By Victor Skinner | The Center Square | May 19, 2022

Legislation to increase the penalty for carjackers who cause serious injury has cleared the Louisiana House and could soon head to Gov. John Bel Edwards for final approval.

Senate Bill 161, sponsored by Sen. Kirk Talbot, R-River Ridge, was presented for a vote on the House floor on Wednesday by Rep. Debbie Villio, R-Kenner.

“In New Orleans last year carjackings increased by 160%. This year, in the country, they’ve risen by 500%,” Villio said.

SB 161 states “whoever commits the crime of carjacking when serious bodily injury results shall be imprisoned at hard labor for not less than 10 years nor more than 20 years, without benefit of parole, probation, or suspension of sentence.”

The bill initially provided a range of eight to 20 years, but was amended in the House Committee on Administration of Criminal Justice in early May to increase the minimum. Present law provides that the crime of carjacking is punishable by imprisonment at hard labor for between two and 20 years without parole, but does not distinguish between crimes that involve serious bodily injury and those that do not.

Talbot told the House committee the bill is inspired by the death of Linda Frickey, a 73-year-old woman who was killed as the result of a carjacking in New Orleans on March 21. Frickey was entangled in the seatbelt of her vehicle when the perpetrators drove off, dragging her 13 blocks before her death.

“A tragic accident, all too common where I live, the violence in carjacking,” Talbot said. “The way it was explained to me by someone who works in the district attorney’s office was that if this woman would have lived, that this perpetrator would have been charged with just regular carjacking, that there wasn’t additional penalties for causing serious bodily injury.”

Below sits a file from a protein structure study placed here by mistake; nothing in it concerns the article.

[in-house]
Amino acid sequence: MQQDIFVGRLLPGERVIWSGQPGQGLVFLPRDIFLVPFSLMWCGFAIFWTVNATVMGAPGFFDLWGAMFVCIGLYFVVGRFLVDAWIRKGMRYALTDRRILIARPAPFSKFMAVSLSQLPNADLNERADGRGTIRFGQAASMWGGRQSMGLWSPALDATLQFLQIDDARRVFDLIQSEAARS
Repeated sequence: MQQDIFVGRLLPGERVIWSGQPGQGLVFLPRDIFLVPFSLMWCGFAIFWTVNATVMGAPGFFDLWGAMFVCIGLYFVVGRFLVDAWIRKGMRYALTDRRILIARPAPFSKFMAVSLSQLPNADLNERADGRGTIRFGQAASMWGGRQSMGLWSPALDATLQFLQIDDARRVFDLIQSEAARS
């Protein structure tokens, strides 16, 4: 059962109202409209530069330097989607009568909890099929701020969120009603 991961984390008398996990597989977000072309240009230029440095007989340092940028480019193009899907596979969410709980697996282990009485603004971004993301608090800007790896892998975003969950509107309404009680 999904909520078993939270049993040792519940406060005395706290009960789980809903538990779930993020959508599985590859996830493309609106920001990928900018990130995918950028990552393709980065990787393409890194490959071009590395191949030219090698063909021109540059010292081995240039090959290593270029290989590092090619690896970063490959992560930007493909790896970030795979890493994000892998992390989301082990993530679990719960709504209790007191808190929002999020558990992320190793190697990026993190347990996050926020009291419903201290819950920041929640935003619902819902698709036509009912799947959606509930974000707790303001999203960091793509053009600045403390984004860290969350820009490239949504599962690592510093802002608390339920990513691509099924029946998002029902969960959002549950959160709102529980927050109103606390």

Four teens — John Honoré, 17; Lenyra Theophile, 15; Mar’quel Curtis, 15; and Briniyah Baker, 16 — were charged in Frickey’s death and have pleaded not guilty. New Orleans Police Department Superintendent Shaun Ferguson said public outrage over the incident, including tips through a CrimeStoppers hotline and witness statements, helped authorities locate the teens involved.

“It does in fact take a village to ensure the safety of our city,” Ferguson said, according to WDSU. “Thank you for getting us to this point, but we should not stop.”

Orleans Parish District Attorney Jason Williams, who campaigned in 2020 on a promise to never charge juvenile offenders as adults, announced the teens would be charged as adults, the television station reports.

In New Orleans, crime statistics show the majority of carjackings in the city last year were committed by juveniles, with 100 juveniles arrested compared to 49 adults, many of which were between the ages of 18 and 21. In at least 64% of the 253 total cases, the stolen vehicles were quickly recovered, according to WWL-TV.

“What that suggests is the motive was not to sell the car or bring it to a chop shop and salvage parts from it, it’s transportation,” Rafael Goyeneche, president of the non-profit watchdog group The Metropolitan Crime Commission, told WWL-TV.

Lawmakers in the House approved SB 161 with a vote of 86-1. It passed the Senate in March with unanimous approval.

Due to the amendment in the House committee, SB 161 returned to the Senate for a concurrence vote, which is scheduled for Thursday.

If approved, the measure would then head to Gov. John Bel Edwards for his signature.